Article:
How to Reply to Your Opponent's Opening Rolls

You don't get to play the opening rolls every time in backgammon. Obviously, if your not playing the opening rolls then you should be replying to them. Making a reply in the opening plays requires a bit more out of a player. The fact is that the player making the reply will not only be concerned with the 15 possible opening combinations but all of the dice combinations in making the reply.

Replying to the opening rolls will be a bit easier if one sticks to some pretty basic principles in backgammon. Don't worry over the fact that you have 36 possible combinations to think of since you really don't have to memorize all of them. Just stick with what you know about the 15 possible opening rolls and we'll go through some principles to help you out with the rest.

The first principle in replying to your opponent's move in the opening roll is to simply play your move as if you were making the opening roll. What this means is that if the pips you get on the dice are exactly one of the 15 possible combinations in the opening roll then play it as it is recommended. You don't have to break with any established principles learned previously.

The next question is what if the dice don't let you play any of the 15 said combinations? Then you should go for the next principle, which is to hit enemy blots. There are opening rolls that your opponent can make that does make blots early in the game. If you can't make your move as an opening roll then start hitting. If you can hit two checkers then that'll be so much better.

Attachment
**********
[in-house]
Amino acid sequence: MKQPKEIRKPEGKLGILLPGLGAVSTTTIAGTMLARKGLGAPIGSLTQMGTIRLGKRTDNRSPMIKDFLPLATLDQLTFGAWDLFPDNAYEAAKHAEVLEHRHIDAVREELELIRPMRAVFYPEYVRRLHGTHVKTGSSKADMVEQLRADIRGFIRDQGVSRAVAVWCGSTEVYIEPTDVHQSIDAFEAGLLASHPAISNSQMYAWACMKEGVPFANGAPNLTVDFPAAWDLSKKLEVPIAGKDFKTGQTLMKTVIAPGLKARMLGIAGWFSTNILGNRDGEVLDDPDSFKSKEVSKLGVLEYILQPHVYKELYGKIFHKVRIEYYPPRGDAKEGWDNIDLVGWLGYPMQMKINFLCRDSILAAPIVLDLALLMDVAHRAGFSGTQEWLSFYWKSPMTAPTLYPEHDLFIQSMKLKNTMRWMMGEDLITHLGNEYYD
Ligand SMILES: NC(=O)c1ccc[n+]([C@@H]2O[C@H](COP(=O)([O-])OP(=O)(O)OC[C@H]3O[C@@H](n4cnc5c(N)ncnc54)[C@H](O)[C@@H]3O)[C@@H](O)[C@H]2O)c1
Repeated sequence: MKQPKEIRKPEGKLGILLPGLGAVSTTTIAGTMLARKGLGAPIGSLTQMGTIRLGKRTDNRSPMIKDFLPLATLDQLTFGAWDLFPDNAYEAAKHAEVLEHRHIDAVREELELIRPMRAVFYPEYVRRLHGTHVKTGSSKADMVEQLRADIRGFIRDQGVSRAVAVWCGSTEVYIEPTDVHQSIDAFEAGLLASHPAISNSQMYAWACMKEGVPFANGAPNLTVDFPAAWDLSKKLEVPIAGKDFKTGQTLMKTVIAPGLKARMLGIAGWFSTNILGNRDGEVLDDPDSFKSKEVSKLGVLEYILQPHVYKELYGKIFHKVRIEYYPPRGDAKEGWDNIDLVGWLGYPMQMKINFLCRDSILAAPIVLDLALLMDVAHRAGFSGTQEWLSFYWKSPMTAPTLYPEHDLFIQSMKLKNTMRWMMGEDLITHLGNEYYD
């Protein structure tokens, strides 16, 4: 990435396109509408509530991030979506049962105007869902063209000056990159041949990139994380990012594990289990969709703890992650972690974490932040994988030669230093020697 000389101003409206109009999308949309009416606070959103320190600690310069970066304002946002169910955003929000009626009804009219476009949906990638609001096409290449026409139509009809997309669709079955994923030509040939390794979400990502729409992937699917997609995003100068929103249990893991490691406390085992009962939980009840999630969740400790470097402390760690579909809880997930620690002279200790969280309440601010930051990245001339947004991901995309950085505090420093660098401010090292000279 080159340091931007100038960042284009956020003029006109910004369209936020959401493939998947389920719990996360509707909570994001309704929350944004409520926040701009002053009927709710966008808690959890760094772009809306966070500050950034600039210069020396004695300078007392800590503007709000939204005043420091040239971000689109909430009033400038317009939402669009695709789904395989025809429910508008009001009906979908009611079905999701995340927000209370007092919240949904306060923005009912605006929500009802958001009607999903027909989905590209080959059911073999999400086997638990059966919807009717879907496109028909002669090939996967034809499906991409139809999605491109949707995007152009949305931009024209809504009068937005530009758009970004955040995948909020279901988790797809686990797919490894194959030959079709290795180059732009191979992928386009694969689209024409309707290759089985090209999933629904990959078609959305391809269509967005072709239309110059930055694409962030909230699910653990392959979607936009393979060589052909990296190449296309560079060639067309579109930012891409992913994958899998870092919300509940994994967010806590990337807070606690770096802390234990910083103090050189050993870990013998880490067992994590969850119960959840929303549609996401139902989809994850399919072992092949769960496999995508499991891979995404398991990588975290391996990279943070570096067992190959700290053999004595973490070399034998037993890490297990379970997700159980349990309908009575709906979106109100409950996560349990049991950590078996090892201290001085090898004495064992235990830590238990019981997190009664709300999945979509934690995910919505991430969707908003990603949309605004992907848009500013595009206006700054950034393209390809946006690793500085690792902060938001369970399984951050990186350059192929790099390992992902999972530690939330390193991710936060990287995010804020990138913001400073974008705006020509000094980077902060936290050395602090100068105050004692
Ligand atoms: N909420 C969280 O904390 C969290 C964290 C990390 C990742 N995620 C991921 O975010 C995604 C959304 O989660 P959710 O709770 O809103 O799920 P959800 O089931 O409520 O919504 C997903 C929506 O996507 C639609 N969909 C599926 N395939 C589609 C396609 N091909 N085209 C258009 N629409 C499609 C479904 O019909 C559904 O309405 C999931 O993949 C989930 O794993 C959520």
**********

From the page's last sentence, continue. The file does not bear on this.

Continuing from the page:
Never be afraid to hit in backgammon especially in the early stages, since it is quite common and is really strategic specially if you want to slow down your opponent's progress in the onset. If you have an opportunity to hit and make a point then do it.

Another principle you should remember is to build blocking points. If you have a chance to build them then do it. Make points especially if you can make any five-point or bar-point on the backgammon board. Speaking of which, this brings us to the doubles.

One unique feature of replying to your opponent's moves for the opening rolls in backgammon is that you get to deal with doubles. These are golden opportunities for you in backgammon. Always move your back checkers in unison using half of your moves in a double and then make a point with the other half.

These are the principles you should remember when making a reply to your opponent's opening rolls. It may sometimes be a bit tougher but you've got more opportunities to make something out of your backgammon game.

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